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The Cure for Modern Life


The Cure for Modern Life

Ten-year-old Danny's mother has a drug problem. He only vaguely
remembers when she was able to hold down a job and really take care
of him and his three-year-old sister Isabelle, when they had a real
home. Now, the family lives in a Philadelphia crack house (a
dubious step up from the abandoned car they occupied previously),
and Danny's mom is always either high or sick from withdrawal
symptoms when she is unable to score a hit. As for Danny, he spends
his days begging for money to buy Isabelle's necessities and
worrying about his mother's addiction and his sister’s
developmental delays.

Forty-year-old Matthew Connelly also has a drug problem, although
his is both more subtle and more insidious than Danny's mom's.
Matthew is an executive at a major Philadelphia-based
pharmaceutical company. He has worked his way to the top, starting
at the company in his 20s after leaving medical school, basing much
of his professional achievements on the success of one particular
pain-killing drug --- a medication he has overseen since its
R&D phase, one that is now the most commonly prescribed
medication for chronic pain.

With his high-powered job, chic urban loft, high-end electronics
and a series of beautiful but shallow girlfriends, Matthew seems
like the last person in the world to want a family. But when his
path crosses those of Danny and Isabelle, he takes them in on a
whim. He may regret his decision the next morning, but not before
the two children have enmeshed themselves in his life and in the
lives of his closest friends.

These include Ben, Matthew's unlikely best friend and an
award-winning medical researcher who has devoted his life to
solving diseases that strike the world's poor, and Ben's
girlfriend, Amelia. Amelia used to be Matthew's girlfriend, even
(if he had to grudgingly admit it) the love of his life. But
Amelia, a bioethicist who became disillusioned by Matthew's
professional activities, has now devoted her life to exposing the
injustices and immoral practices of big pharmaceutical companies
(including Matthew's) and to Ben, a morally upstanding man who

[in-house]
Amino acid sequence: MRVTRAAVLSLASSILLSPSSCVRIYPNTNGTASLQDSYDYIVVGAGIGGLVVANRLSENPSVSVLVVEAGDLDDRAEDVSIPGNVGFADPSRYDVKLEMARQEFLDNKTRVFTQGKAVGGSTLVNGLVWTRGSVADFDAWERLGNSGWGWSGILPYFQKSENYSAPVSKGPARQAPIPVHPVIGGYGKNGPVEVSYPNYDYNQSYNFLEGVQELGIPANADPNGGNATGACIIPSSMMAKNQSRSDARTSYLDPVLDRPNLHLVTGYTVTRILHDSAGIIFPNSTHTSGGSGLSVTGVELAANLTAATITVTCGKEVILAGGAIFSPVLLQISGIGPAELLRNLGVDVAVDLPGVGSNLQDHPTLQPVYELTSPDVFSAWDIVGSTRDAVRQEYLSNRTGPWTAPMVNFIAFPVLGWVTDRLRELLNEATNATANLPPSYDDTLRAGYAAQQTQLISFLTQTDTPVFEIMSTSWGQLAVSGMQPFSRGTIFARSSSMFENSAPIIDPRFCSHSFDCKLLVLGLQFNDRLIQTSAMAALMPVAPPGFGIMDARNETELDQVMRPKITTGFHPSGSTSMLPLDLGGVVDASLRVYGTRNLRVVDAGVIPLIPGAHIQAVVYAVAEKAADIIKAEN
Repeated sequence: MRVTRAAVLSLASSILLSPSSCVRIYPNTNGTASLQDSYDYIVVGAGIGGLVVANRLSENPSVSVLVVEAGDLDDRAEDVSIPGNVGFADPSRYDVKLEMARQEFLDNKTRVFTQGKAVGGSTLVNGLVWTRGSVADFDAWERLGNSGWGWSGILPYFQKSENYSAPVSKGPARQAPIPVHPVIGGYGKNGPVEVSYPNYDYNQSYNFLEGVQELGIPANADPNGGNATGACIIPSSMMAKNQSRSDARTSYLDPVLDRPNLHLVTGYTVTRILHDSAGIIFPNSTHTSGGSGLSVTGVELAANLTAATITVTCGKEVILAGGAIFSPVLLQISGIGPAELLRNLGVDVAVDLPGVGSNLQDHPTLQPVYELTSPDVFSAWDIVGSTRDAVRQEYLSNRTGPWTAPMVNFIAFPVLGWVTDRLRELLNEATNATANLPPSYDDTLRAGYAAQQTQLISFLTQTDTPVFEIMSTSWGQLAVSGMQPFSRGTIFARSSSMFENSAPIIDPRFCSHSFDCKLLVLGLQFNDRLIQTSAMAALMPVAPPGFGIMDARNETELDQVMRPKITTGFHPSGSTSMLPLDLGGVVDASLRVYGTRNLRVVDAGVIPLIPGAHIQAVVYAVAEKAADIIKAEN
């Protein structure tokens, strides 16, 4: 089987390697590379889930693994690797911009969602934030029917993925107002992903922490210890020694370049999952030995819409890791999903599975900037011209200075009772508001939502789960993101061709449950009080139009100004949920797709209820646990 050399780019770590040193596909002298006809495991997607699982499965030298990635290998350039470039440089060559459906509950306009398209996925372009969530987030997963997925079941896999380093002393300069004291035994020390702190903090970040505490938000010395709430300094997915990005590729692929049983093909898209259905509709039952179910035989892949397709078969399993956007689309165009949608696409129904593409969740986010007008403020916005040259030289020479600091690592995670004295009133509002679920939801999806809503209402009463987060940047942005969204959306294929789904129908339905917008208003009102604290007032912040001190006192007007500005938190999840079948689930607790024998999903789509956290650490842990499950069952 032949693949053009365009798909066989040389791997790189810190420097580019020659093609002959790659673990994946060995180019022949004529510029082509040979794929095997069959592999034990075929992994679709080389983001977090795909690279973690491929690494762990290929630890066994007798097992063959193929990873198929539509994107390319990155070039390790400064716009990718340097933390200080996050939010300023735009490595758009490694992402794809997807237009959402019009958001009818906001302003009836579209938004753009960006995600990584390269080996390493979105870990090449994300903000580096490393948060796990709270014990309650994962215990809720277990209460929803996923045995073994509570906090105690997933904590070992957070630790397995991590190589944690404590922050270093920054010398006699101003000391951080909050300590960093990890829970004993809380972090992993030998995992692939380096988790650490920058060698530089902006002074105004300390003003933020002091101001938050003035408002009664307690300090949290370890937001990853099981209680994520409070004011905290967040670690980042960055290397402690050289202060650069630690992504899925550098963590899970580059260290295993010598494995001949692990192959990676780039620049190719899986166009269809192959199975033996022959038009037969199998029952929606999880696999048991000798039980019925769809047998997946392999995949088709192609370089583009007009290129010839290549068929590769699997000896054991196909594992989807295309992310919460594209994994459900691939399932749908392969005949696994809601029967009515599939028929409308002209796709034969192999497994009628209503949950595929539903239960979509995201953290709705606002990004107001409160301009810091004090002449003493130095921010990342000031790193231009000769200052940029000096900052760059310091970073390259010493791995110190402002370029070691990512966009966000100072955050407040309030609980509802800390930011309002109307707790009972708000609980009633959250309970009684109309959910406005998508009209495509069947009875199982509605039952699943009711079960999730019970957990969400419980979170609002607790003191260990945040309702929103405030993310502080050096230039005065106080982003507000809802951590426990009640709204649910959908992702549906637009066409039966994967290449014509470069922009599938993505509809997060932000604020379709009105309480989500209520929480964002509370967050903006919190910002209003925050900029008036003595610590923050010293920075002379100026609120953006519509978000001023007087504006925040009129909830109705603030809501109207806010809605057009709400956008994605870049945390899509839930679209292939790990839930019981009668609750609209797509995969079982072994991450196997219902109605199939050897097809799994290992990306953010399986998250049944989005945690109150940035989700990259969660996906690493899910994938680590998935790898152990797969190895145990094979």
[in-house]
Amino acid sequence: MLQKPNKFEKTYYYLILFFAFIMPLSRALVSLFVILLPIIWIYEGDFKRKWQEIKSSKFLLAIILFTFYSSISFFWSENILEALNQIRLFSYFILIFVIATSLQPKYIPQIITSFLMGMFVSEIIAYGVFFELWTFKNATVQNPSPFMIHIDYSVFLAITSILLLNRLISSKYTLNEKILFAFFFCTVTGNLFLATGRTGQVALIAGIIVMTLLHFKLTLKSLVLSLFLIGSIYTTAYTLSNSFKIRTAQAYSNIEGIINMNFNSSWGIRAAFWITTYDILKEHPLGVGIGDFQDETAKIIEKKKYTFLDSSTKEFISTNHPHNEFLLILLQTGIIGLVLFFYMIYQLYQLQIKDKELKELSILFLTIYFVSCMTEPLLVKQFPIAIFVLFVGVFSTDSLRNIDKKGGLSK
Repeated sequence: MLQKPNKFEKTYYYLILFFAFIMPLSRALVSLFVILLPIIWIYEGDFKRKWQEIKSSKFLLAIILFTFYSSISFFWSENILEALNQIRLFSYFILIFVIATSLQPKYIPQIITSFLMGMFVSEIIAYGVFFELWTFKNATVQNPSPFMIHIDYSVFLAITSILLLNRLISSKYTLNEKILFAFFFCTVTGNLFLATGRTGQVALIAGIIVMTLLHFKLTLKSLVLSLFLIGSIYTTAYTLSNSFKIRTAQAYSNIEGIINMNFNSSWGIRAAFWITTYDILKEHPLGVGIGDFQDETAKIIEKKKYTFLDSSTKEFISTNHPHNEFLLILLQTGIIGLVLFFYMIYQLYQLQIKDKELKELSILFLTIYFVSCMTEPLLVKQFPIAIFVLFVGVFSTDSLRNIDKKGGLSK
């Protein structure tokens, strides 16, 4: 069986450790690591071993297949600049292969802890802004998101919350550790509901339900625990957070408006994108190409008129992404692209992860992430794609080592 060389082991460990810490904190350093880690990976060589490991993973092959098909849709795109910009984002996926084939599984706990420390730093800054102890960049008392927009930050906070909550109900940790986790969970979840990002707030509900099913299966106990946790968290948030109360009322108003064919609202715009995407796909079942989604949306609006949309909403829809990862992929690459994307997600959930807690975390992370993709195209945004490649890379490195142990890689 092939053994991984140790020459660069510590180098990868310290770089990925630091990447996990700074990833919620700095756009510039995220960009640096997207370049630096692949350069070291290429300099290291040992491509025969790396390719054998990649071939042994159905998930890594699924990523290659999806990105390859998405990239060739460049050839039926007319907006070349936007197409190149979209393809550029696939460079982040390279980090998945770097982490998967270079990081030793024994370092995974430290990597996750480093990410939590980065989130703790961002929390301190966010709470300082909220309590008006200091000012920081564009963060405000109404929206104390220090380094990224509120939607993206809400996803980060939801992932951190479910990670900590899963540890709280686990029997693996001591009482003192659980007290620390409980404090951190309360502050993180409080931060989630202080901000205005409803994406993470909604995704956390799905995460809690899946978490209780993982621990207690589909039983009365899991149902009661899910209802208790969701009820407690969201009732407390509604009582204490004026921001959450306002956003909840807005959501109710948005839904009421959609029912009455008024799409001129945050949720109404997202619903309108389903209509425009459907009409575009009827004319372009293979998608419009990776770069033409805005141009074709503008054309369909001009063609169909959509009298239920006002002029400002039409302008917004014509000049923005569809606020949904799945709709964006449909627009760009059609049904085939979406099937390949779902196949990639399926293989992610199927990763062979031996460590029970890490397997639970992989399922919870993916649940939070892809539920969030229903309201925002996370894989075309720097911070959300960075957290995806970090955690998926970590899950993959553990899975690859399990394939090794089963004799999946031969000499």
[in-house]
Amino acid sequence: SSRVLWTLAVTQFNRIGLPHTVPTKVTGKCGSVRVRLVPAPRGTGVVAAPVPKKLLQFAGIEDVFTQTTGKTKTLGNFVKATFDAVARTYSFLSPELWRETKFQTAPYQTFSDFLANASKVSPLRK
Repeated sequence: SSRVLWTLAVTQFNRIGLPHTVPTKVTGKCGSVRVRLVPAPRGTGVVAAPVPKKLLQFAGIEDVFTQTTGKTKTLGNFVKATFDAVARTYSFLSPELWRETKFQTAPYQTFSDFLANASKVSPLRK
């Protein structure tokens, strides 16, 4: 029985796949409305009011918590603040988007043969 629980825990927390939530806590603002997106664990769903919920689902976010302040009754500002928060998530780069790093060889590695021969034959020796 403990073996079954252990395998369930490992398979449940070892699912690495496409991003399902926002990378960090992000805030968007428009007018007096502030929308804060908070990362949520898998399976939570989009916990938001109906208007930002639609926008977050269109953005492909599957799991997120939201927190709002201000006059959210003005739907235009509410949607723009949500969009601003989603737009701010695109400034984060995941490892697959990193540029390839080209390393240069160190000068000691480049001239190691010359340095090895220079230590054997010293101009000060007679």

couldn't be less like Matthew.

Lisa Tucker's fourth novel is both impressively ambitious in scope
and startlingly intimate in its explorations. She delves into big
social issues, including the corruption of the health care field,
the questionable practices of large corporations, and the
relationship between the press and business. But she also explores,
in a particularly insightful approach, the questions of why we love
the people we do, even when that love seems to make no sense. In
doing so, she writes from the point of view not only of Amelia but
also of Matthew and Danny. For the most part, she credibly and
convincingly offers insights into the emotional lives of an
anti-emotional man and a boy who is as innocent as he is

THE CURE FOR MODERN LIFE, with its numerous plot twists and steady
pacing, is simultaneously a compelling page-turner and a
provocative examination of how a small, diverse group of characters
is doing their best to navigate the unfamiliar, treacherous moral
landscape of modern life. Frequent flashbacks and a strong sense of
place add to the novel's cinematic feeling. Readers will find
themselves hoping that it will make its way to the big screen; in
the meantime, they can content themselves with the many fruitful
discussions that Tucker’s latest work will bring to book
clubs around the country.

Reviewed by Norah Piehl on January 7, 2011

The Cure for Modern Life
by Lisa Tucker

  • Publication Date: March 25, 2008
  • Genres: Fiction
  • Hardcover: 336 pages
  • Publisher: Atria
  • ISBN-10: 074349279X
  • ISBN-13: 9780743492799